Iraq is BackFebruary 22, 2008 - by Donny Shaw
It’s been a while, but the Senate is finally going to try again to change the course of the Iraq war. Their first order of business when they come back from recess next week will be to vote on two bills from Russ Feingold (D-WI) designed to force changes to U.S. policies in Iraq. One of them even has a chance of passing.
The first of Feingold’s bills, which would block funding for the deployment of U.S. troops 120 days after enactment, is expected to fail overwhelmingly. As CQ reminds us, “four similar measures failed last year. The most recent, a Feingold amendment to an omnibus spending measure, fell by a 24-71 vote Dec. 18.”
But the second bill, calling for a report to drawn up with 60 days detailing the United States global strategy for defeating al Queada, may be close. Like all controversial bills this session, this bill is going to need 60 votes to overcome a procedural hurdle if it is to pass. There’s been no public indication as to how Senate Republicans will vote on this, but it is expected to be supported by all 51 Democrats and at least a few Republicans. It will be a close.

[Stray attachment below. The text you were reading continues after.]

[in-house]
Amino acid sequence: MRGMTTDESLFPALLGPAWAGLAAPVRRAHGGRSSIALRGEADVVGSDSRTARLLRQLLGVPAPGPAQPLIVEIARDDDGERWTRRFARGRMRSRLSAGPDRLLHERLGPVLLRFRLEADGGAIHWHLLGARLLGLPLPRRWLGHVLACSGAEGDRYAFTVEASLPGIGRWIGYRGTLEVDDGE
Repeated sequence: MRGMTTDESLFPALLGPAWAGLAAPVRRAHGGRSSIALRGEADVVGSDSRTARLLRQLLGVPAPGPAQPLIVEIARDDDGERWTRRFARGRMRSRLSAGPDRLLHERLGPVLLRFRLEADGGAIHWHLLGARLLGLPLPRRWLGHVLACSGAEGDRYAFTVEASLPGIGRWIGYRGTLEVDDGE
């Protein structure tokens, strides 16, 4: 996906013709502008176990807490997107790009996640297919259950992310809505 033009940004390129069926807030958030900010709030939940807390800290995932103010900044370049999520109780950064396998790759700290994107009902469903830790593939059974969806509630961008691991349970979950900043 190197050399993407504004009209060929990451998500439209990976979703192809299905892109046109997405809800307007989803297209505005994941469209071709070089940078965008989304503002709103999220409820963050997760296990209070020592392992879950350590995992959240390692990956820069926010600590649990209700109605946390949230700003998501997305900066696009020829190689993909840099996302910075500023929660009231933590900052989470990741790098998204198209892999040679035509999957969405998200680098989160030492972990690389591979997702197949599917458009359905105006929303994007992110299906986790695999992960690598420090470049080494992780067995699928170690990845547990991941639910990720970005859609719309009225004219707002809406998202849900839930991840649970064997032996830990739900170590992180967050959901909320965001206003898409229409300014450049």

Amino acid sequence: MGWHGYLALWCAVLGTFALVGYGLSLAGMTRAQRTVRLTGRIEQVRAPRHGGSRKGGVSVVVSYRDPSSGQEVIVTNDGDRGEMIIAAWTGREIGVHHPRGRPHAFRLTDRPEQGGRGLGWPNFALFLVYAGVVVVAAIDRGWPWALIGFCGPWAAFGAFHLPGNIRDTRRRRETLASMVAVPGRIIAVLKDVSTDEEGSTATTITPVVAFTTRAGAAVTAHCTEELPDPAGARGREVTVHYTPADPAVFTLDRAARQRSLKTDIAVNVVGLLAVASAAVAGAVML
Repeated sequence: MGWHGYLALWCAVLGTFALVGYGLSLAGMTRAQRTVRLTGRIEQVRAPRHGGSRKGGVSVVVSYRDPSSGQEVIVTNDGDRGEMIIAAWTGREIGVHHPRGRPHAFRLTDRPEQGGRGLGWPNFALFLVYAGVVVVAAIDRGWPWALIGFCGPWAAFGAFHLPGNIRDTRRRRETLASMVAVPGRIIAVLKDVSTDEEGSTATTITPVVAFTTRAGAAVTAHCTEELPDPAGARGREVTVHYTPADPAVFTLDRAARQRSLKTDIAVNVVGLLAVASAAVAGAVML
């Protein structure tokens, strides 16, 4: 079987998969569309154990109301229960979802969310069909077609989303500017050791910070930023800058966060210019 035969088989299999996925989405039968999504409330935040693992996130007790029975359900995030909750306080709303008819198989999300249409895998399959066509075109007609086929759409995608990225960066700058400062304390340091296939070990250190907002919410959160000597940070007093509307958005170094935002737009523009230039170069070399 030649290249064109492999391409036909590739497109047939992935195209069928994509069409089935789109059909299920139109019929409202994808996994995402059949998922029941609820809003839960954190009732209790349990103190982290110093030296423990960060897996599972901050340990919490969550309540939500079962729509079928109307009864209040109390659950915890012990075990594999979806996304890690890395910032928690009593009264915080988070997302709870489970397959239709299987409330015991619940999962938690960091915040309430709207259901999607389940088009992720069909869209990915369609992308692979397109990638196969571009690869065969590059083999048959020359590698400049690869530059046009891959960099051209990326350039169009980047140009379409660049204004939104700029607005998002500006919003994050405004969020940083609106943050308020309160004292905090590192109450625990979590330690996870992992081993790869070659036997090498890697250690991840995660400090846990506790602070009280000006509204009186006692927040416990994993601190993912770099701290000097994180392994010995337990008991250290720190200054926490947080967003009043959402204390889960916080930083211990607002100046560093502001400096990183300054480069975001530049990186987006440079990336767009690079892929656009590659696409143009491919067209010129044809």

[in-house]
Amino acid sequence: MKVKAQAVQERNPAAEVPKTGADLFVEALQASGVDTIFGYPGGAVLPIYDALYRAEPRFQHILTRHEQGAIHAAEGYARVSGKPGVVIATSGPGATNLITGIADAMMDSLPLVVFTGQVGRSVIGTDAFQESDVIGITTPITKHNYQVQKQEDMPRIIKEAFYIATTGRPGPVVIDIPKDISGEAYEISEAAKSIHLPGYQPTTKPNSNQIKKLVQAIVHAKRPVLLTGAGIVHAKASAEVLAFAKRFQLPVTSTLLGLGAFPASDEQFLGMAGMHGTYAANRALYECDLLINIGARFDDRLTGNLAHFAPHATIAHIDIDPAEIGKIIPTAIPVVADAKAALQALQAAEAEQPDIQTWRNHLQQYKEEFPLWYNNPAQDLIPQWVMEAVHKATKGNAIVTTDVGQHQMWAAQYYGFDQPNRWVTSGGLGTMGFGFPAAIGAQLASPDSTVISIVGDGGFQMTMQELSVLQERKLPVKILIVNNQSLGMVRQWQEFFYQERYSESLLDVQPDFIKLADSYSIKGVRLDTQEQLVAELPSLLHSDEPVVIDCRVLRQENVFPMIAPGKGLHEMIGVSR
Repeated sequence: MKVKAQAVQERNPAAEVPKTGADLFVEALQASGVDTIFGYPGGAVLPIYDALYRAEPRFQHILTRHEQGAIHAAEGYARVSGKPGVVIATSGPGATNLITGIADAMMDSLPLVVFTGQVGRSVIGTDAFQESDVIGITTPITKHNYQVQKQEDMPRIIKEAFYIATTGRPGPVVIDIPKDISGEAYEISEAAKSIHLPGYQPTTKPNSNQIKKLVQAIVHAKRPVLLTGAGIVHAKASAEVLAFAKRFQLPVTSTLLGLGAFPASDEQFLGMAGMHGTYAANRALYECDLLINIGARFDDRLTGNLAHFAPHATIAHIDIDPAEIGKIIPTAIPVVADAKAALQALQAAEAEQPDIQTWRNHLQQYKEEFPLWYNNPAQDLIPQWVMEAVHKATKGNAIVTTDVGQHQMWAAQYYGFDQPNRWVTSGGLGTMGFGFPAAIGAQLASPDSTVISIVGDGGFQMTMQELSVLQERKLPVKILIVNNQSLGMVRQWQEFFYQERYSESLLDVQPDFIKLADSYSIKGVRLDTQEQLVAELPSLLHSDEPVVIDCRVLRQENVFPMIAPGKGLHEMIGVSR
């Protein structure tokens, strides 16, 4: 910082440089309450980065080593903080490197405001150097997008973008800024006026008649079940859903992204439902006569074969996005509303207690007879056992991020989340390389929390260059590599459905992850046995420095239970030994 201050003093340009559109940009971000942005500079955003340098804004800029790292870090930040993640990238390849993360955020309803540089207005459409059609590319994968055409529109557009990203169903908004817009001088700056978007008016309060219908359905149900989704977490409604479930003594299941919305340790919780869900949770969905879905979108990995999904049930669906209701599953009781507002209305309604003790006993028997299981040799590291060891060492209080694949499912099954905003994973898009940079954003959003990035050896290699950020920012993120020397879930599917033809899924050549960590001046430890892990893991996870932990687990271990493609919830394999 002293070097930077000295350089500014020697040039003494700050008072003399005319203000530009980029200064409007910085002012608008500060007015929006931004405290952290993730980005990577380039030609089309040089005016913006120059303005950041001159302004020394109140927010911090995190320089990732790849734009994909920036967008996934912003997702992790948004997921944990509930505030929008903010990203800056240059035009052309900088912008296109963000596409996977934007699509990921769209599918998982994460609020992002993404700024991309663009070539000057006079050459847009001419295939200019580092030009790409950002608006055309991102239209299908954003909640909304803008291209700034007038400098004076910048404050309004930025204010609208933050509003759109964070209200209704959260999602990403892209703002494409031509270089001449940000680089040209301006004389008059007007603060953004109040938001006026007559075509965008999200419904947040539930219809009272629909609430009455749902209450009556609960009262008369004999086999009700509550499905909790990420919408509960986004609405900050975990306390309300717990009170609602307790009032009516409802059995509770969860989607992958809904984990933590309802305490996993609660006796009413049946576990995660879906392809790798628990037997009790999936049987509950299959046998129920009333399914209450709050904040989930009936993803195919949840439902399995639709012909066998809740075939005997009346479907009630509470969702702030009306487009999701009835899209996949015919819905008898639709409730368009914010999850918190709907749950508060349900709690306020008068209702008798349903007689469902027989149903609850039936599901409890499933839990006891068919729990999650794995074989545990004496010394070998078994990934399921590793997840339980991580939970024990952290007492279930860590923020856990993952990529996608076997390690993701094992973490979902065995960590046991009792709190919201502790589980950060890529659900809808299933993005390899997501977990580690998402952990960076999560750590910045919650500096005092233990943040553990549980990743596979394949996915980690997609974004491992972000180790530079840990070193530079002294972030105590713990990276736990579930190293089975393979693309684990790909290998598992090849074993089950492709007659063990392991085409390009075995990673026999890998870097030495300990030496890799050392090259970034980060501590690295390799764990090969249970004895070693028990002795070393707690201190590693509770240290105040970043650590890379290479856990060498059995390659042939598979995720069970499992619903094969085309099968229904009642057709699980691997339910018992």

In a press release, Feingold laid out his bills’ specifics:
Feingold’s first bill – S. 2633:
- Requires the safe redeployment of U.S. combat troops from Iraq.
- Requires that after 120 days, funding in Iraq be limited to the following: conducting targeted military operations against al Qaeda and its affiliates, providing security for U.S. personnel and infrastructure, training Iraqi Security Forces, providing equipment and training to U.S. troops, and continuing to redeploy U.S. troops from Iraq.
Feingold’s second bill – S. 2634:
- Requires the administration to present a report to Congress within 60 days of enactment outlining its global strategy for defeating al Qaeda and its affiliates. The report shall include an analysis of the relative threats in particular countries and regions and recommendations to ensure that U.S. military, intelligence and diplomatic assets are best deployed to meet those geographic threats.
- Requires the administration to develop a strategy ensuring that deployments do not undermine military readiness or homeland security, and that reserve units are not deployed more than once every four years and regular units are not redeployed more than once every two years.